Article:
But not what Jesus’ hearers wanted to hear. This discussion in Luke 13:1-9 is yet another occasion when people wanted to talk about theology, or theodicy, some topic vague enough to be safe, but Jesus nails them and says, “Let’s get personal.” They want an intellectual discussion about God, did God make that tower fall on and kill those people, and if so, why? But, Jesus says, “Hey! How’s your heart? Your mind? Your soul? Are you going to turn your whole life over to God and live, or do you choose the only other alternative?” And He asks you and me the same question, here, now, and every day: Revelation 3:20, “Behold, I stand at the door and knock…”
In the first chapter of the first Gospel ever written down, in Mark 1:15, the very first words Jesus utters are “Repent, and believe the Gospel/the good news!” In Luke 5.32 He declares that the purpose of His coming is to call us all to repentance. In His final commissioning of His disciples before His Ascension, in Luke 24:47, Jesus commands them [and therefore us] that “repentance and the forgiveness of sins be preached in His Name to all nations.” In Acts 17.30 Paul, preaching to the pagans in Athens, says that “God commands all people everywhere to repent.”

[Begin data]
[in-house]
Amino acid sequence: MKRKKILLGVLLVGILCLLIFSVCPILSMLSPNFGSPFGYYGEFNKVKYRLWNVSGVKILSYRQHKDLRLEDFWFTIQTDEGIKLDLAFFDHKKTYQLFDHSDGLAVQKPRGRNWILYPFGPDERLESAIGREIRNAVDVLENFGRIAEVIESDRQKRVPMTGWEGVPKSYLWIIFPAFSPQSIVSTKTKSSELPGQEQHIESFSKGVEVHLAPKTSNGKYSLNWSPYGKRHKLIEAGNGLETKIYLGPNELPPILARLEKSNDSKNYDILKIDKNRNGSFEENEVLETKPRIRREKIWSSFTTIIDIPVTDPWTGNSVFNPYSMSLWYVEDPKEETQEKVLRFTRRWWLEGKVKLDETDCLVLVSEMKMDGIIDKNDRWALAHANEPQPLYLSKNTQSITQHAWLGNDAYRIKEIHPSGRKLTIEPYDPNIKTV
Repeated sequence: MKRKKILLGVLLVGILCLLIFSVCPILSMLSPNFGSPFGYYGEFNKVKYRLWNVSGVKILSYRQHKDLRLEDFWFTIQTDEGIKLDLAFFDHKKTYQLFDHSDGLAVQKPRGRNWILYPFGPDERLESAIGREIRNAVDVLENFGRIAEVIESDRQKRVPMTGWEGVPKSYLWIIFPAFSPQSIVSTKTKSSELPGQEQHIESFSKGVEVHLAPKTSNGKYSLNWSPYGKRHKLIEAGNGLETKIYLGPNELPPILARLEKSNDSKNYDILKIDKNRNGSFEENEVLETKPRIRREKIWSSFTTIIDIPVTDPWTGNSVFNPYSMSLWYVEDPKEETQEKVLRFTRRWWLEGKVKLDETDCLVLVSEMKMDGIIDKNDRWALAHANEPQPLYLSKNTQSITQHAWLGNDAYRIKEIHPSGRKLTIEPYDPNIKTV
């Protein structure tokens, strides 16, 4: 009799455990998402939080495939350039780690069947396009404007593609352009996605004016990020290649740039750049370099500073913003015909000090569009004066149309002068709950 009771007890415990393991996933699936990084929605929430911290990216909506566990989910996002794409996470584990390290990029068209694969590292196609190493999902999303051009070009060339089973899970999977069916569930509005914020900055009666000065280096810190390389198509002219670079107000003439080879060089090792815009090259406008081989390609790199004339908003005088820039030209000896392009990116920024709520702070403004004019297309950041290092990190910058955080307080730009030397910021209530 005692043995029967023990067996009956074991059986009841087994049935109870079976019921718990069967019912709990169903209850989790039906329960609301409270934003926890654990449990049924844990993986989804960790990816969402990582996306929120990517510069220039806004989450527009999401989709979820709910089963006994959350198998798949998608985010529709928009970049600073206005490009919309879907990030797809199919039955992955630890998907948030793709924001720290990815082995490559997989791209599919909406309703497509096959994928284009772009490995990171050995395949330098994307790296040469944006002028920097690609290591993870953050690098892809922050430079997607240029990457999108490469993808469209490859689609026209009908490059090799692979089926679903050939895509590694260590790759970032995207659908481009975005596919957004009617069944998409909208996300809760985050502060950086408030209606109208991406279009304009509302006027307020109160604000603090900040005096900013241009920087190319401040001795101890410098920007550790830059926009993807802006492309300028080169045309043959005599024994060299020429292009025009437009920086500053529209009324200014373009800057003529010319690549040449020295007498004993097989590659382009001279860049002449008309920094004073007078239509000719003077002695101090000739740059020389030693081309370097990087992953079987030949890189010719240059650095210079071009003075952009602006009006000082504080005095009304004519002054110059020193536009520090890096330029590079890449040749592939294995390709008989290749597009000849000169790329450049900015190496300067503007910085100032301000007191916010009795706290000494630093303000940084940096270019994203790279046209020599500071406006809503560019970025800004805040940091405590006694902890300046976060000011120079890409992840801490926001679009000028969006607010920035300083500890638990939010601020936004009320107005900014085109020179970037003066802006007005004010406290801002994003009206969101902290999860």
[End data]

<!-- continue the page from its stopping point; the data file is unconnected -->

So you and I had jolly well better find out what ‘repentance’ means, that’s the necessary preliminary to doing it, before we casually say that we do it. Minds deeper than mine have found four  aspects of true repentance:
- True repentance requires personal understanding and acceptance of the fact that we have done something wrong. [Again, we so easily rationalize, delude ourselves…] In Luke 15:10-24 the Prodigal Son “comes to himself,” realizes and accepts and admits to himself that he has done wrong…then, and only then, can he repent-turn-around to go to his father and say “Father, I have sinned against Heaven and before thee…” because